20. Jeffery, QUOTE: "Does everyone see the "Roman nose" (the front profile of the head) on #s 2 & 3? " Yes, if you mean the 'very' slight bulge(for lack of better term) forward on the front as it slopes down.
  21. Guy & Jeffery, Here are differences and similarities that I see. "Or", am I missing the forest for the trees! If that is what you mean, then I need to make myself a chart of theses kind of traits for each maker. Similarities: Shaft enters head same on 1& 3 (rather high) The front slope of the heads on 1 & 4 look the same #'s 2 & 3 have curved bottom plate #'s 1 & 3 have longer tip (nose for lack of better term) Differences: # 3 has a more squared back (of head) # 4 top ends in sharpest corner (even more that #1) # 4 back is evenly rounded from top to bottom. # 4 is very narrow waist # 3 has wide waist Does anyone have reference to the names of parts of the bow head? Somebody posted a great chart on bridges last year(I think).
  22. I don't know yet, But, looked-up the N. Maline in Raphael's post. I don't think he made 2 heads the same, at least not in the 4 or 5 violin bows shown at Tarisio.
  23. QUOTE: "In many ways this school repair job has allowed me to hone some skills I never would have had the opportunity to have developed this far otherwise. " It would be awfull to to occasionally/rarely face a badly cracked or broken $1,000+ bow without having often repaired many student bows with similar breaks. Yep, love them bows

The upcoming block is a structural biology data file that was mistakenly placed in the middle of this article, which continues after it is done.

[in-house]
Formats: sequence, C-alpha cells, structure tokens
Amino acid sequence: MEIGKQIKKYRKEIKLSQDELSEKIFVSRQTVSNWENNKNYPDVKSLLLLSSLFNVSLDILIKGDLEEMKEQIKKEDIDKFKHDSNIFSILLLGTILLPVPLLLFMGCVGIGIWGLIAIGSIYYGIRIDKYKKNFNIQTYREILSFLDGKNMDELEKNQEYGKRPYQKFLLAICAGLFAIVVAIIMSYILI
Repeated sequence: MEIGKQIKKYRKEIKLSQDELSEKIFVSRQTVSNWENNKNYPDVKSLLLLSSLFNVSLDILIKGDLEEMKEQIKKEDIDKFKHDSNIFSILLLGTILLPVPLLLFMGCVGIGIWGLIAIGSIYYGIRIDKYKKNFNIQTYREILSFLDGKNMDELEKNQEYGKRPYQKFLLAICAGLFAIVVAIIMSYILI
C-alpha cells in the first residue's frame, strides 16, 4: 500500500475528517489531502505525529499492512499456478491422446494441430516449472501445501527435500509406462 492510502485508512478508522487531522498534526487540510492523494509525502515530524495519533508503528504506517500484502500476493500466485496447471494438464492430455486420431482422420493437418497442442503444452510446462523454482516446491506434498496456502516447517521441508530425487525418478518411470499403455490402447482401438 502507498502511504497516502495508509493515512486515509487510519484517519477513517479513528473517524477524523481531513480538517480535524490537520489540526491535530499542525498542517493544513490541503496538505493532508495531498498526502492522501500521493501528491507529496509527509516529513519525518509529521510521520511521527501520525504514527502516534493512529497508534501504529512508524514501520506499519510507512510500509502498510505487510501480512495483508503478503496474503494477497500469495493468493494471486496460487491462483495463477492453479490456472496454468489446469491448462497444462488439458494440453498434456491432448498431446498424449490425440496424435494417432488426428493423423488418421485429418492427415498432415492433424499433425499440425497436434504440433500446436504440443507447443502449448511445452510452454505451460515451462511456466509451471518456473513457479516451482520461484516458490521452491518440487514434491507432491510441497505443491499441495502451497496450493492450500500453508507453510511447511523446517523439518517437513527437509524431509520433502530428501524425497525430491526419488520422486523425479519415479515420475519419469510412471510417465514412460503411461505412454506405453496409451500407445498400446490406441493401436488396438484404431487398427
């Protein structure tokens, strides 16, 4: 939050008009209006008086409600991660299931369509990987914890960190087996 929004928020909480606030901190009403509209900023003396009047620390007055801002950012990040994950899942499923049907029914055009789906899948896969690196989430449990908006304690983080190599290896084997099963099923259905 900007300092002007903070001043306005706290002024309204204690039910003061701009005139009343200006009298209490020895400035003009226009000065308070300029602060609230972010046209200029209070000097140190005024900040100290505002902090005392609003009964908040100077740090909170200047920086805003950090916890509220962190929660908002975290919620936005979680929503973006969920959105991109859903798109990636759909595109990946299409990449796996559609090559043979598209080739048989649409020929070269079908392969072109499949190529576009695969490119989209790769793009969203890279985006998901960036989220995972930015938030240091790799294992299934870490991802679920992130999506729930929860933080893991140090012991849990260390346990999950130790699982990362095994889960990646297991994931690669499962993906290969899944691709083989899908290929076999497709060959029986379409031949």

24. Great thread even if it is too difficult for me to get all. Is the top one viola and not violin?
  25. For myself, violin work is changing (as my skill continues to grow )from hobby to small business (later this year...I hope). I also live in a small community that has a few music shops and one "real, professionally trained, with 25 years experience" luthier. She is pleasant and has helped my learning and I would not infringe on her business (even if I could). In other words, I won't have a local market except some of her overflow during very busy times. My business will mostly be restorations for sale over the internet. I have to determine the cost of my investment of purchases, time, and parts/fittings to establish prices for violins (Probably $500 - $3,000) and bows ($75 - $2500). I'll probably incure some ship/return loss to also figure in. The good part is that I can really take my time but, indeed time is money so that 8 hours cutting and fitting a bridge is probably not reasonable (in this price range). If, I can then compete with "the big kids" I will make a profit. If not, my children may be supprised by their entire inheritance (of many violins and hundreds of bows). CT - I LOVE rehairing bows too Regis